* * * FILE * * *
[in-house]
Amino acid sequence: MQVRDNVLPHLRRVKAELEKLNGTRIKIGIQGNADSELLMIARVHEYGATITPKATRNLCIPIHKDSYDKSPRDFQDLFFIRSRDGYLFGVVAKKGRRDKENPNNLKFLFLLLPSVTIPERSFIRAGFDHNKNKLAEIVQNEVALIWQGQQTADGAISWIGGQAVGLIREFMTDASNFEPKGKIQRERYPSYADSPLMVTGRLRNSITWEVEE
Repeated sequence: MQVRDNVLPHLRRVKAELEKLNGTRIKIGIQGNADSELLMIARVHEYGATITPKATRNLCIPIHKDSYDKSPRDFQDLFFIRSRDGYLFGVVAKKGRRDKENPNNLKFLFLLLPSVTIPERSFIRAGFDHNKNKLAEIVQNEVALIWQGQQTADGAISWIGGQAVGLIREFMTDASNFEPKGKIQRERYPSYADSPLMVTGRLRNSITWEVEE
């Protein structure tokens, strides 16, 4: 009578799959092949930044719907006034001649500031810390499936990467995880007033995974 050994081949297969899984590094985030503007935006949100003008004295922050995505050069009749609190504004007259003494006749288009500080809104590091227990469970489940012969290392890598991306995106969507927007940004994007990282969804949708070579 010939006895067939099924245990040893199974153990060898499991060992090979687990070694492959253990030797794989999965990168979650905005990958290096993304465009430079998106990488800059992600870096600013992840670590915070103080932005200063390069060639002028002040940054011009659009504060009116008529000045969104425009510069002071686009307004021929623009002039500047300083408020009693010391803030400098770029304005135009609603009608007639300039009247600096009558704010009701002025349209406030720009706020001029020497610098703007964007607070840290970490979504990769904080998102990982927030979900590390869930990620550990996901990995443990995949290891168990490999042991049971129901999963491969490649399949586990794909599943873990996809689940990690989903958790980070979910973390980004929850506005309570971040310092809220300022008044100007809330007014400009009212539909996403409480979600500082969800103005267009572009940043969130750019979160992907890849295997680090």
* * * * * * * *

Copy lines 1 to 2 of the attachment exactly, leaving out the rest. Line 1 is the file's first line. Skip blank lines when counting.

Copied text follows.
[in-house]
Amino acid sequence: MQVRDNVLPHLRRVKAELEKLNGTRIKIGIQGNADSELLMIARVHEYGATITPKATRNLCIPIHKDSYDKSPRDFQDLFFIRSRDGYLFGVVAKKGRRDKENPNNLKFLFLLLPSVTIPERSFIRAGFDHNKNKLAEIVQNEVALIWQGQQTADGAISWIGGQAVGLIREFMTDASNFEPKGKIQRERYPSYADSPLMVTGRLRNSITWEVEE